Developing and maintaining national food safety control systems: Experiences from the WHO African region
L Mwamakamba, P Mensah, K Takyiwa, J Darkwah-Odame, A Jallow, F Maiga
African Journal of Food, Agriculture, Nutrition and Development , 2012,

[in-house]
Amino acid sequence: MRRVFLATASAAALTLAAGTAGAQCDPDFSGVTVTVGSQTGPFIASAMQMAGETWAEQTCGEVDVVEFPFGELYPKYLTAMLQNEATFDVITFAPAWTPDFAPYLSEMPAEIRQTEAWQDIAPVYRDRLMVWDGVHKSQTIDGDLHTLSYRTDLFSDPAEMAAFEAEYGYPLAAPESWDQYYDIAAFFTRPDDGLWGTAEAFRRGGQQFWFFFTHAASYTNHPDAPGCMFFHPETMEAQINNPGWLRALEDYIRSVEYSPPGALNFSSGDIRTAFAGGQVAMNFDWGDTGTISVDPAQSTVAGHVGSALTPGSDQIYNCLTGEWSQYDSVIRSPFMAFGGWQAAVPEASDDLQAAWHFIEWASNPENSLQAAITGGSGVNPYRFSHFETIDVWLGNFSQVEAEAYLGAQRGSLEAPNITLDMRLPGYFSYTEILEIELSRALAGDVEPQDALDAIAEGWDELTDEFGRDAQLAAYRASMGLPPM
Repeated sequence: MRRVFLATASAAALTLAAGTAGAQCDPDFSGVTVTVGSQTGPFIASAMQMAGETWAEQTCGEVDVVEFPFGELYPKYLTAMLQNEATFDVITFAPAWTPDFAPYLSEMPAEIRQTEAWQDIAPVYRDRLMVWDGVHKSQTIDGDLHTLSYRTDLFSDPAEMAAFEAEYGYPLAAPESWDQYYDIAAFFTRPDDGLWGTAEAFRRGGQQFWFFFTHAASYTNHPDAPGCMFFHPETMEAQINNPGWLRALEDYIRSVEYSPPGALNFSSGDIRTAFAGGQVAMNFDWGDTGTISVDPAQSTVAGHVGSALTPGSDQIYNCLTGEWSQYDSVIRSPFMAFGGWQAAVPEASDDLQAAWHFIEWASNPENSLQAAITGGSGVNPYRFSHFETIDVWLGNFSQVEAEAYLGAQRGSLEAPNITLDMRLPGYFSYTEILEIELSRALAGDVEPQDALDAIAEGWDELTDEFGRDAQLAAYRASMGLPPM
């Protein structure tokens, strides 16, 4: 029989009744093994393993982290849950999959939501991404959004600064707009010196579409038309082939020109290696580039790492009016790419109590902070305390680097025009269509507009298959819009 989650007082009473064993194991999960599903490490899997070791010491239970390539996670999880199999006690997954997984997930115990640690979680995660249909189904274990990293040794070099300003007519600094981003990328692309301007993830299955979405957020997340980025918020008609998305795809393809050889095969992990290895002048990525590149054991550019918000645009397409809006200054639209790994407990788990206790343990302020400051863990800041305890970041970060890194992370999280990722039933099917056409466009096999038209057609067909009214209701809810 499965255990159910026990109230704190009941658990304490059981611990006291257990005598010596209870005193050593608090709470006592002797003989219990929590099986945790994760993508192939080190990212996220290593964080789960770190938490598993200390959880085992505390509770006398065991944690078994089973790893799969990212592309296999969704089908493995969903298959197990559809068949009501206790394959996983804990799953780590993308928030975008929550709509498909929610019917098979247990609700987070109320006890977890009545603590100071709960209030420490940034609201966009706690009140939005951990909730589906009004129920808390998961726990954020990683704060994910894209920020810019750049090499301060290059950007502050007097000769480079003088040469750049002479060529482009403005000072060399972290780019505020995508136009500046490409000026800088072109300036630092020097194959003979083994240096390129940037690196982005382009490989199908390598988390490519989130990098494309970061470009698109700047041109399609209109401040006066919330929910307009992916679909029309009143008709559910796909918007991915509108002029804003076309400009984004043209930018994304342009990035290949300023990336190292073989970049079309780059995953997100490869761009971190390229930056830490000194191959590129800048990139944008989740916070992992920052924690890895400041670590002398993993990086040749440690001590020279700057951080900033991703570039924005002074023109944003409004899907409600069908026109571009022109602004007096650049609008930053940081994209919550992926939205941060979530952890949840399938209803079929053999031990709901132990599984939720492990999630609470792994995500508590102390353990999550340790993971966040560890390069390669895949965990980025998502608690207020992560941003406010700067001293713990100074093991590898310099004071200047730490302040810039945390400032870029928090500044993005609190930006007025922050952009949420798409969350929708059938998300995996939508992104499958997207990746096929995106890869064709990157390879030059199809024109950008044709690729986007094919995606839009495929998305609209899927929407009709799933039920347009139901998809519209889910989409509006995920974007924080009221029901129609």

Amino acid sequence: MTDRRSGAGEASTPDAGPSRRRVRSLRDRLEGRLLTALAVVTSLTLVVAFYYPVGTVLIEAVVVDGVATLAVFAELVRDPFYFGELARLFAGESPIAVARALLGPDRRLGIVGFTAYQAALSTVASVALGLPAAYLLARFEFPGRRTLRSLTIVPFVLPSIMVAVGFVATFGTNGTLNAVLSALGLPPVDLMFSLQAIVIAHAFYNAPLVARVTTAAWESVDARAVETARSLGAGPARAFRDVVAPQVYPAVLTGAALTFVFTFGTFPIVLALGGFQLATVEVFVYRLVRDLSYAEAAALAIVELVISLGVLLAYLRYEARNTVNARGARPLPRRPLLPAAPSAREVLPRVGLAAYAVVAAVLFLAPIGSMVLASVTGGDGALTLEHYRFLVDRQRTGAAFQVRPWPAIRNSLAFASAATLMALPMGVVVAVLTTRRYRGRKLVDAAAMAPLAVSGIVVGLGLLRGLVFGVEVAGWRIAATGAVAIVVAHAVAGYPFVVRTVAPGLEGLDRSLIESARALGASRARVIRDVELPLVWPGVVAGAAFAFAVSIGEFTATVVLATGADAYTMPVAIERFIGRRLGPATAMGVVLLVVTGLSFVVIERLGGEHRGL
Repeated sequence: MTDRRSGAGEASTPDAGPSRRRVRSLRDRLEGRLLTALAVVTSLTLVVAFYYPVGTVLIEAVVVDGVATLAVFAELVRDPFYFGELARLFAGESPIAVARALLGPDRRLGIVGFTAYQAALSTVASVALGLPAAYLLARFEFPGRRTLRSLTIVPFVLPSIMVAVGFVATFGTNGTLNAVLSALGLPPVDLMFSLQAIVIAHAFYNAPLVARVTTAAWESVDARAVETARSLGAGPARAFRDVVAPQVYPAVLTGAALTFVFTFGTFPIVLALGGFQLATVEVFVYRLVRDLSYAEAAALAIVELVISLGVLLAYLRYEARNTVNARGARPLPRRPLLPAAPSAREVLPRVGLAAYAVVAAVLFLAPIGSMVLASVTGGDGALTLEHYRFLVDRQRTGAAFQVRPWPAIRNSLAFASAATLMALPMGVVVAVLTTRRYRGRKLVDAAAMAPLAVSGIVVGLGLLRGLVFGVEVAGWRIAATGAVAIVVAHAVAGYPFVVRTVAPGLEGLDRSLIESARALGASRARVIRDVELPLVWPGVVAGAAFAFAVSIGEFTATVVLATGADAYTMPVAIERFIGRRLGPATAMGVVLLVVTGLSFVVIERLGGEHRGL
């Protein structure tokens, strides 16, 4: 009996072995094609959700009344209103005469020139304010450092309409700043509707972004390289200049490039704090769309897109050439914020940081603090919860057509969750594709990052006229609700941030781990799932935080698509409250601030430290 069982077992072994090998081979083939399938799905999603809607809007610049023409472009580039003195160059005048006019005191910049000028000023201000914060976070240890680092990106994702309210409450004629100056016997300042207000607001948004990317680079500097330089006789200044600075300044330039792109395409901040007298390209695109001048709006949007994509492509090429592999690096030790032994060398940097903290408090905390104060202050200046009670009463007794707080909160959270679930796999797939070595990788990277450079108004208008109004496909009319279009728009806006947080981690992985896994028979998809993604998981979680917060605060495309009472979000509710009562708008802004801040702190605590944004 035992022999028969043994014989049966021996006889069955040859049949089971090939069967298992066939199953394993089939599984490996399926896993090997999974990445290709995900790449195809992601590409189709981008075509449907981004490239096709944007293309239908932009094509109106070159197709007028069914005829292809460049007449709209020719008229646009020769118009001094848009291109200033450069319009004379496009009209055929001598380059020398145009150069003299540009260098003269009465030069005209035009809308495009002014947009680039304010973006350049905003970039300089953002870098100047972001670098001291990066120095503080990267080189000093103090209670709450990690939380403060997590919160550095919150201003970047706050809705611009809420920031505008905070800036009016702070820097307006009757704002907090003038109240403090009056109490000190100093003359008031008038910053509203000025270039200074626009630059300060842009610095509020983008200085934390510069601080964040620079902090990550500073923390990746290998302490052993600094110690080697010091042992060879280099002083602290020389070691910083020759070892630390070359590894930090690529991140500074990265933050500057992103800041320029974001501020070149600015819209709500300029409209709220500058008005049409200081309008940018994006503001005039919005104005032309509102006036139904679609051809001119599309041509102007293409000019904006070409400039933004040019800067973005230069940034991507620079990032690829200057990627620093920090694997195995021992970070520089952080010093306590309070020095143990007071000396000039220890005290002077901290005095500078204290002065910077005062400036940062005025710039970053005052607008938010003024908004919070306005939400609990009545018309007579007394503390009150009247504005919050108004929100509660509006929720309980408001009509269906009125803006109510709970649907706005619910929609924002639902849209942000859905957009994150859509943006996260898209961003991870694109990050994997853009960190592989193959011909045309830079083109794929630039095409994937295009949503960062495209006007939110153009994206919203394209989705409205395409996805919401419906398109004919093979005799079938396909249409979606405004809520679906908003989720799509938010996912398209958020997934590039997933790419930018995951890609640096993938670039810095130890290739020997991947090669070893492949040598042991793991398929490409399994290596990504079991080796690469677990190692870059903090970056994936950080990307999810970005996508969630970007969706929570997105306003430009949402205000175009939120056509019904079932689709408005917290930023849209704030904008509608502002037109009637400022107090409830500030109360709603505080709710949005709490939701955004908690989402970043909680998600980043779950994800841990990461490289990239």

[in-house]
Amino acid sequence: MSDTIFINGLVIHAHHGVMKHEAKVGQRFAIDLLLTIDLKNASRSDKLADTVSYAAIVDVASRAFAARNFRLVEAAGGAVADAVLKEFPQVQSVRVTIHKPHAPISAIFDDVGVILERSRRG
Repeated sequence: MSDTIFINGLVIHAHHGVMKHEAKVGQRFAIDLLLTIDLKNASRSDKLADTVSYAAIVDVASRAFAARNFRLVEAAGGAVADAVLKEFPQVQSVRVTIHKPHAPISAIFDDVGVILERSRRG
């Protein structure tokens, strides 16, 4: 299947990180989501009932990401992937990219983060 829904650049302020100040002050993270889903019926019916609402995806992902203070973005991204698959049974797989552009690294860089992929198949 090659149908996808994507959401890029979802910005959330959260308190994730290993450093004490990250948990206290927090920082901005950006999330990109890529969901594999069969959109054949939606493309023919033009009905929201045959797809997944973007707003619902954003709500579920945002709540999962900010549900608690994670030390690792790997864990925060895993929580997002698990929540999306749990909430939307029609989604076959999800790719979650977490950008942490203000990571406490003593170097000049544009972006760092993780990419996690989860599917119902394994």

Abstract: The establishment of effective food safety systems is pivotal to ensuring the safety of the national food supply as well as food products for regional and international trade. The development, structure and implementation of modern food safety systems have been driven over the years by a number of developments. These developments include: a reorientation of quality assurance protocols; emphasis on the development of integrated and holistic food safety systems with a farm-to-table approach; increased recognition of the respective roles of the different stakeholders along the food chain; increased food trade coupled with obligations under trade agreements; and advances in the control of foodborne hazards. At its core, a modern food safety system includes enabling food laws, policies, regulations and standards; mechanisms for coordination; operational food inspection and laboratory services as well as national information, education and communication programmes. While progress has been made in some countries in the WHO African Region at modernizing their food safety systems, many others are still grappling with the basics for development of effective food control systems. The traditional food control systems in a number of African countries do not provide the concerned agencies with a clear mandate and authority to prevent food safety problems. Effective food control in a number of these countries is undermined by a number of challenges including limited awareness about food safety, inadequate enabling policy, outdated legislation and regulations; inadequate coordination; and inadequate capacity and resources for food safety. This paper reviews the components of a modern national food safety control system and examines efforts at strengthening national food safety control systems in the African Region. It includes experiences from countries that have made efforts at strengthening their national food safety control systems in view of current developments. The paper further discusses some of the challenges of food control systems in the Region and prospects for improvements. It concludes by suggesting the way forward for improving national food safety control systems in the Region.